There was even a place to cast your vote- yes or no- as to the validity of the “end of the world.” Personally I don’t believe it, and the exhibit did a great job of gently debunking what I believe is an enormous ballooning myth. However, the worry dolls did fit perfectly with a more personal theme.

It has been a huge challenge to try to work out our family’s situation. It’s hard on the kids having Luis in New York for most of the week, but when he was staying with us we spent most of our time frustrated with one another because our values and ways of living are so different. He wants to be involved in Jack and Carolyn’s lives, which is something that I support wholeheartedly, but finding a balance has been tricky.

Spending time together just the four of us, and watching the kids (well, mostly Jack) explore and learn yesterday- that was really something. We had fun together as a family, even if we’re wired a little bit differently. One of the things I wanted to retain through this entire ordeal is my friendship with Luis, and now I think we’re starting to figure out how to make this sideways situation work.

After the exhibit we wandered through the gift shop. They had all kinds of “authentic” Mexican souvenirs, which made Luis laugh. Personally, I was partial to the froggy toothpick holders 🙂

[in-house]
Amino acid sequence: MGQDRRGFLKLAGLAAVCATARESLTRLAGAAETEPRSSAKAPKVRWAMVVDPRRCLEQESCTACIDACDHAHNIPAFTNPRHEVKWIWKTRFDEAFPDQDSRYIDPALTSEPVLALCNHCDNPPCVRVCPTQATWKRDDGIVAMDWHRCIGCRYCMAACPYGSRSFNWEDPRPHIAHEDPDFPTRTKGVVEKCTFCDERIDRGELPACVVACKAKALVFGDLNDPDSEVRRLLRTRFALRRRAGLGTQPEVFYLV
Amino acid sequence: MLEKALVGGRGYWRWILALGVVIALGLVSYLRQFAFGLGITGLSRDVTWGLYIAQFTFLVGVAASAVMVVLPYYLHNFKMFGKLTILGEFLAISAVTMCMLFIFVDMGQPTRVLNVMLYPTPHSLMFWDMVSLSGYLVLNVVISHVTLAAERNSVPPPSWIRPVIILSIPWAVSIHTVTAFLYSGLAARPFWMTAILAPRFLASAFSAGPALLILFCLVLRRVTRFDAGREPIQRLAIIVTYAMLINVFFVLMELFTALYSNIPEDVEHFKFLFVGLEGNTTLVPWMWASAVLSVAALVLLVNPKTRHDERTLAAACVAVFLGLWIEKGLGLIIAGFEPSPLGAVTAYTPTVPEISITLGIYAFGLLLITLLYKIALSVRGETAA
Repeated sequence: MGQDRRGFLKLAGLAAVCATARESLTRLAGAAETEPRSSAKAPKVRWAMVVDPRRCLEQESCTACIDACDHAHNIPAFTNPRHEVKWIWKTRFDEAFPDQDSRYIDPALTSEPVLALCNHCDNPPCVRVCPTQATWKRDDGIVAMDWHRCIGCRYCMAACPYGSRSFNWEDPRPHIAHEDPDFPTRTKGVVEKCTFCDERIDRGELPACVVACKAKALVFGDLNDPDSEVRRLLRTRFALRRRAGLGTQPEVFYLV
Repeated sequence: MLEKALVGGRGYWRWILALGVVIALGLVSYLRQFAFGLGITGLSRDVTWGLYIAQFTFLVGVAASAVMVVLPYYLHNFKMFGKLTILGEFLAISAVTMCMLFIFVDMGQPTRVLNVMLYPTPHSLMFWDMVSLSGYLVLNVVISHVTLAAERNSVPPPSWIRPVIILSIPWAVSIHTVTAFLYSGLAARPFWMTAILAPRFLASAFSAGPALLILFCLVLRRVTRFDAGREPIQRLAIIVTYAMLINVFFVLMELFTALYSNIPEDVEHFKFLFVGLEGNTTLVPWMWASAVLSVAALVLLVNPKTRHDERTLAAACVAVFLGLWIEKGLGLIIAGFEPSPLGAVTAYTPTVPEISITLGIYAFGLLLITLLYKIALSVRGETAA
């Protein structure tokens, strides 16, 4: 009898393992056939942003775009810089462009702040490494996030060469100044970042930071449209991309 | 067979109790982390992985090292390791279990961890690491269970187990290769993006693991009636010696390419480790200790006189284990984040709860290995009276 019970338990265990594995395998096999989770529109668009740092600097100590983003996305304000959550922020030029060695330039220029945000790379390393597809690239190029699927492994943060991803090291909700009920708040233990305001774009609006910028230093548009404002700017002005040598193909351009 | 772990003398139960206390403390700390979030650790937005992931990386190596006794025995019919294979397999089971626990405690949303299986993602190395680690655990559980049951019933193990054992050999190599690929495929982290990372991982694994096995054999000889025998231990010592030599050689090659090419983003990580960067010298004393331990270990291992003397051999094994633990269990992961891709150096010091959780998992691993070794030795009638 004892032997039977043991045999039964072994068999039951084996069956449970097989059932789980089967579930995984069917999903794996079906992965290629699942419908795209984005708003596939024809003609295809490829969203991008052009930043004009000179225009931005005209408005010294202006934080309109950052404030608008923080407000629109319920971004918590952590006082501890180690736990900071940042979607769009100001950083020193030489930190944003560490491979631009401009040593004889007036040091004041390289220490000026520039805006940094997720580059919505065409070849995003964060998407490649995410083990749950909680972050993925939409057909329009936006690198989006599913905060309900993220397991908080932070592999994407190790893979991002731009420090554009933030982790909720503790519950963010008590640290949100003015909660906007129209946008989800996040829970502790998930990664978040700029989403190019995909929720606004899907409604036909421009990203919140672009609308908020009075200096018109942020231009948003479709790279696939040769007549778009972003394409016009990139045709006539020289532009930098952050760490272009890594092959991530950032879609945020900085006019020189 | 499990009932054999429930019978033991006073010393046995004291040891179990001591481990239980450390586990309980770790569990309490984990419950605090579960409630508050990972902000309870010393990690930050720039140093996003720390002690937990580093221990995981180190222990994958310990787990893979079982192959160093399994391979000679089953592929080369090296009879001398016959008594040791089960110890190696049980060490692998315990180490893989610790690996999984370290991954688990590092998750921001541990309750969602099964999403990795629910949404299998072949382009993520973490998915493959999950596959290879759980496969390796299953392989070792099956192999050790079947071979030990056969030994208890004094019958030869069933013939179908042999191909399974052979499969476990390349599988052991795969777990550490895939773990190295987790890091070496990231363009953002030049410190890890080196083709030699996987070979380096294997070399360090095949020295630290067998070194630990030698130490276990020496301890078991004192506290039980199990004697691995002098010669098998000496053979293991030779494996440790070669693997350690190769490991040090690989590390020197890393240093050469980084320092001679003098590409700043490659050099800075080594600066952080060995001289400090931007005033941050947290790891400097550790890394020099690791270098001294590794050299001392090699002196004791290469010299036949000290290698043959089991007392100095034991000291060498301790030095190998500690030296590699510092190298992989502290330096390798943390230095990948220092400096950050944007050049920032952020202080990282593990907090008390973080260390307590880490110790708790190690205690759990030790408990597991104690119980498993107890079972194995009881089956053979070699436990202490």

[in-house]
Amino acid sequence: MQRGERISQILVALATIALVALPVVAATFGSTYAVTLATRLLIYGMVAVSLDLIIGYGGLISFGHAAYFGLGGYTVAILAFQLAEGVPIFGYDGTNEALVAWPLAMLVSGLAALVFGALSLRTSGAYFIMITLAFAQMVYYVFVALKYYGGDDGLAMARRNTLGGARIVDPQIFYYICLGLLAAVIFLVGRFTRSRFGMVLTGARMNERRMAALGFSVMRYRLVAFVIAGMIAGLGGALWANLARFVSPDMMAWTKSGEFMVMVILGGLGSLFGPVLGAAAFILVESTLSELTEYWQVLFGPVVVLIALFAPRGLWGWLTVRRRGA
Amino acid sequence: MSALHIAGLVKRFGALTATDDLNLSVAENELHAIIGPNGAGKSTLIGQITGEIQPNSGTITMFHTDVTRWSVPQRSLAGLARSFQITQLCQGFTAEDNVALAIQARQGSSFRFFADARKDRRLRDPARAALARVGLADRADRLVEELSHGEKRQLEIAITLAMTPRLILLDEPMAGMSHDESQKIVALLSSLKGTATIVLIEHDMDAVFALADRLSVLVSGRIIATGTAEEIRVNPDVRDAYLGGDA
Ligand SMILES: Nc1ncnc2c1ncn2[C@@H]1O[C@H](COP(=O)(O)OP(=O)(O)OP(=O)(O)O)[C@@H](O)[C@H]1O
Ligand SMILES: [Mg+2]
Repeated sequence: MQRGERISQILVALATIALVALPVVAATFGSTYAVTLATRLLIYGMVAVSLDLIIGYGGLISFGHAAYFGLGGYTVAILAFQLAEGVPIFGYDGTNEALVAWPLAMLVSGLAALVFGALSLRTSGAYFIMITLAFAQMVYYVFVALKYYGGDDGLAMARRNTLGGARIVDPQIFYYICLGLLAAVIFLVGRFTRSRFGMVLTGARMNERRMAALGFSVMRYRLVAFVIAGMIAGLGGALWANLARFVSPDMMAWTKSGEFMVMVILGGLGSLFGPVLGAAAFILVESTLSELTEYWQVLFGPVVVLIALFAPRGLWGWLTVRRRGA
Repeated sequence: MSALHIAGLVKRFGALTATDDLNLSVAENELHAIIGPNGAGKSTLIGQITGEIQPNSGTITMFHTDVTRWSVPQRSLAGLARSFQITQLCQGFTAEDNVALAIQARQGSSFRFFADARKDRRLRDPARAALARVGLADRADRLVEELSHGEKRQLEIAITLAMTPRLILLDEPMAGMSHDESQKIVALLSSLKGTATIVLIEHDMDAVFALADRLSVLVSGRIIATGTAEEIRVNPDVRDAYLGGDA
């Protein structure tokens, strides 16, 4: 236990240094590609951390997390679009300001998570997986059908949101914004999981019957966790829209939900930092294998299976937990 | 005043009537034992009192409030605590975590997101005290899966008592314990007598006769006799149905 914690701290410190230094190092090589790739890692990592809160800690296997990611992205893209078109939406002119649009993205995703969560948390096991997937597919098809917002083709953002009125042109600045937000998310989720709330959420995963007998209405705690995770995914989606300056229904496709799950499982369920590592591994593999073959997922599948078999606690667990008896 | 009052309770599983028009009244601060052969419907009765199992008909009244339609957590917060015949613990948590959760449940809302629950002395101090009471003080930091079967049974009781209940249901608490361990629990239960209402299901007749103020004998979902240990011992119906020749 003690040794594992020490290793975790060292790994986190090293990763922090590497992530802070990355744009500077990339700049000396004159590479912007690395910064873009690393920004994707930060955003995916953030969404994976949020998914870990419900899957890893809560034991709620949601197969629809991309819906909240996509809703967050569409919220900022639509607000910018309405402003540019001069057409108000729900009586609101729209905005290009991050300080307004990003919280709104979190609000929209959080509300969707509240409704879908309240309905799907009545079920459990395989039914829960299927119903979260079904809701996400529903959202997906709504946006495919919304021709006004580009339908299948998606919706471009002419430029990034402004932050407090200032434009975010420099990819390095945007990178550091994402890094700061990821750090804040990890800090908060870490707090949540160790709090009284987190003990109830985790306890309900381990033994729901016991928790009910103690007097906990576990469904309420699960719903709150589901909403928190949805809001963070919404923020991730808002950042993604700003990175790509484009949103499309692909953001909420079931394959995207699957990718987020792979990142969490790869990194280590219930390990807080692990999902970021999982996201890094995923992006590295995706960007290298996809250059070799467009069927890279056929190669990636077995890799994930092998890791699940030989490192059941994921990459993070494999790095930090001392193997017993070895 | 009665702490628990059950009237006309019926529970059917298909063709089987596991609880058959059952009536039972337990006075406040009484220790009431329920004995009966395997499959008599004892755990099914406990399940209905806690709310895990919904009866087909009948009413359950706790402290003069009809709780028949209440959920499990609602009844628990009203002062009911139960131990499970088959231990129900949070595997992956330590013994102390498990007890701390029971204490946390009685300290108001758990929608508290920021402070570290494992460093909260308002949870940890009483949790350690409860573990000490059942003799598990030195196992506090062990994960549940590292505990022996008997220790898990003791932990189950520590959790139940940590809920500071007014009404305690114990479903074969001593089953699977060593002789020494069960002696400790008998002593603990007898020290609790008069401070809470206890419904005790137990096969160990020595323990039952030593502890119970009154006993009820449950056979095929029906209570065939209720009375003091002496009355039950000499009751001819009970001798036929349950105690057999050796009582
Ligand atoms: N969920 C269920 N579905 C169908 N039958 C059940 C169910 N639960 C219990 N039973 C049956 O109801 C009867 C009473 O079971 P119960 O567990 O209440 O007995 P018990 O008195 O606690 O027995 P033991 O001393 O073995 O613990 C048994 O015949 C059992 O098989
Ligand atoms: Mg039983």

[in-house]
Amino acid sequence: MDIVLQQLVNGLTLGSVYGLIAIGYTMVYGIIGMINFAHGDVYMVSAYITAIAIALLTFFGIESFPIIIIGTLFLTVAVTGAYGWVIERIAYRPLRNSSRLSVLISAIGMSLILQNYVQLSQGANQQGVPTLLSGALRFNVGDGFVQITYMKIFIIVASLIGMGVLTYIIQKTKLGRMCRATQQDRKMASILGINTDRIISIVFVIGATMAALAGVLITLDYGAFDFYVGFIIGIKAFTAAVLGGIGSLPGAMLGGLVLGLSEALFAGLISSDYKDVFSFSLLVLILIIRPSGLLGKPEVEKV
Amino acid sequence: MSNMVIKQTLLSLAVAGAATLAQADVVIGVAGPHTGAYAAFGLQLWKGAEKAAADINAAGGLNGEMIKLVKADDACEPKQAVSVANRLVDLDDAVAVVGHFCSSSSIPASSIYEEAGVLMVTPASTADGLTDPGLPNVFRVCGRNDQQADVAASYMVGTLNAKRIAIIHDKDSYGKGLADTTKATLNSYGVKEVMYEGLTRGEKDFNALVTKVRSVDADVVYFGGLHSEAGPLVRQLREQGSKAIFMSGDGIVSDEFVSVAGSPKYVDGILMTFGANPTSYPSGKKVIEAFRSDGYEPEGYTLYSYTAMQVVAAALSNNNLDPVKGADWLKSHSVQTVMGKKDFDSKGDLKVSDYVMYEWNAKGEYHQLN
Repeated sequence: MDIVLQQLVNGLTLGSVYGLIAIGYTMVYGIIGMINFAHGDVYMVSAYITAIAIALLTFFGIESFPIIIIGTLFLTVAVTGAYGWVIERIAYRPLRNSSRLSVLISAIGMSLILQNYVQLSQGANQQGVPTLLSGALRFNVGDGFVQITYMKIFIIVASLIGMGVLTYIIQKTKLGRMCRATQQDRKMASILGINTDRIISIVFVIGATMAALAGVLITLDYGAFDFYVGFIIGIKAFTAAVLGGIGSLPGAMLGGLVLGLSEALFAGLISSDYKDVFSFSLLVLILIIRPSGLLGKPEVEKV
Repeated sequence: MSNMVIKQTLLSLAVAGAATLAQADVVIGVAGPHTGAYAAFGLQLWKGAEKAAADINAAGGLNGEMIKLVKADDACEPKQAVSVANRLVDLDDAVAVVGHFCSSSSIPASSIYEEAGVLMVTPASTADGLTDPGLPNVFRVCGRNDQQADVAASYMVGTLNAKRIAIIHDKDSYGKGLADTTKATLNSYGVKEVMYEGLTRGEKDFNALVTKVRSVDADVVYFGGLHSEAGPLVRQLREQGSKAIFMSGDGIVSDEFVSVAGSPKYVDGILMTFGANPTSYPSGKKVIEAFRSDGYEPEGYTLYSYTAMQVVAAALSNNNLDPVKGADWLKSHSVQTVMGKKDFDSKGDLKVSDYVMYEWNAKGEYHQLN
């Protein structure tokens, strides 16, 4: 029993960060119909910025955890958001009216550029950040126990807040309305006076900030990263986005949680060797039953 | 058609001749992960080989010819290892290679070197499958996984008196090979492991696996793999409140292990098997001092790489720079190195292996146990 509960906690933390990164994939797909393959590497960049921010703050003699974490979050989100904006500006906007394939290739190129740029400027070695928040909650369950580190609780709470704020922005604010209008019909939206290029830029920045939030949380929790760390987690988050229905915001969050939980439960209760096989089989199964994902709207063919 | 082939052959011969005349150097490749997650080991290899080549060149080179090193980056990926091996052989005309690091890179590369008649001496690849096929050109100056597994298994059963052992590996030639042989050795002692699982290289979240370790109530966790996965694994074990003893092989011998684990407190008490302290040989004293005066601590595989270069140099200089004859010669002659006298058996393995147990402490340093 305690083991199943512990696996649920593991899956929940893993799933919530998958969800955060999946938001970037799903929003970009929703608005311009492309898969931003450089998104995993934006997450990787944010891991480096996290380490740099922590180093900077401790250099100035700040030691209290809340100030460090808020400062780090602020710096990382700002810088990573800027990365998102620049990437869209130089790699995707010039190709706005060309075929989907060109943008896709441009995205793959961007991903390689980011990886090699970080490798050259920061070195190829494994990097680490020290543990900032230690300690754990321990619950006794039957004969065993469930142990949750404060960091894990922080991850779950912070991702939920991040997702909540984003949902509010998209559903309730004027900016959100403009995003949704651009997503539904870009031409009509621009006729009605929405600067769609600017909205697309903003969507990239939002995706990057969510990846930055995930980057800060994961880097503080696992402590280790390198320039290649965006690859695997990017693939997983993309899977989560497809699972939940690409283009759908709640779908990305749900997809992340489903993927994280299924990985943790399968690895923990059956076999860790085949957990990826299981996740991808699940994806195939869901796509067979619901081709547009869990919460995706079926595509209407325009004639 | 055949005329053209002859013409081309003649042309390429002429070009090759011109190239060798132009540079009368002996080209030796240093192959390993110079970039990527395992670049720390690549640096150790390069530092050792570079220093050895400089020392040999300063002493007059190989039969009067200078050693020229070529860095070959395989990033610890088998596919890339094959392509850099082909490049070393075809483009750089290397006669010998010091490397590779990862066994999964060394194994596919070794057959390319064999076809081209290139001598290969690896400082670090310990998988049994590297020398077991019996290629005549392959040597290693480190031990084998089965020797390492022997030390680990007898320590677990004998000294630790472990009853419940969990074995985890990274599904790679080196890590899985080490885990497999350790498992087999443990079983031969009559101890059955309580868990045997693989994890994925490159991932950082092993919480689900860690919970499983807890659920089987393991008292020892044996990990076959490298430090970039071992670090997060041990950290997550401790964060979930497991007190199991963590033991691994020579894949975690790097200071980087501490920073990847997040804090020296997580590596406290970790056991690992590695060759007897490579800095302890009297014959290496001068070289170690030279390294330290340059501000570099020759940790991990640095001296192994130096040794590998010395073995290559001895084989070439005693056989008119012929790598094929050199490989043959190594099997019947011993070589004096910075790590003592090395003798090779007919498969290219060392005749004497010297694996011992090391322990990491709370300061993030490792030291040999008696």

But Carolyn wasn’t having any of my foolishness, and sought a deeper (and more fashionable) connection with her roots.

We actually ended up stumbling over an exhibit further exploring ancient Mexico, which eventually led us to…

and exhibit of pictures and artifacts of the Tarahumara! The Tarahumara are a community of people known more commonly as Raramuri, or “The Running People.”

His shirt reads: “Club Mas Loco.” Brilliant.

They live in the Barrancas, canyons in the Sierra Madres mountains in Chihuahua, Mexico. These people run hundreds of miles at a time, hence the name.

One of the books I am reading, Born to Run by Christopher McDougall, explores the secrets of the Tarahumara and tells the story of their participation in an ultramarathon through the desert. The book is as amazing as the idea of running 100 miles.

This was an unexpected detour and definitely extended our stay at the museum. Luckily, Jack and Carolyn didn’t seem to mind. I am lucky to have two very patient and interested children.

It is so funny to me that so much money is spent on high-tech running gear, shoes, food to sustain us during long workouts…these people are the greatest runners in the world, covering distances on foot that most people don’t drive in a day…and they do it in their skirts and tunics, with old pieces of tire strapped to their feet. It gives you a real look in the mirror. How much of what we think we need do we really need?

After we left the museum, we headed to a pub-type place that has received some hype for its numerous vegan options, but this is getting rather long (read: Jack just woke up from his nap), so I’m going to save that for later. Right now, it’s runnin’ time.

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2 thoughts on “Philadelphia: The Maya and the Tarahumara

  1. Pingback: Local 44: A Review « Being Elizabeth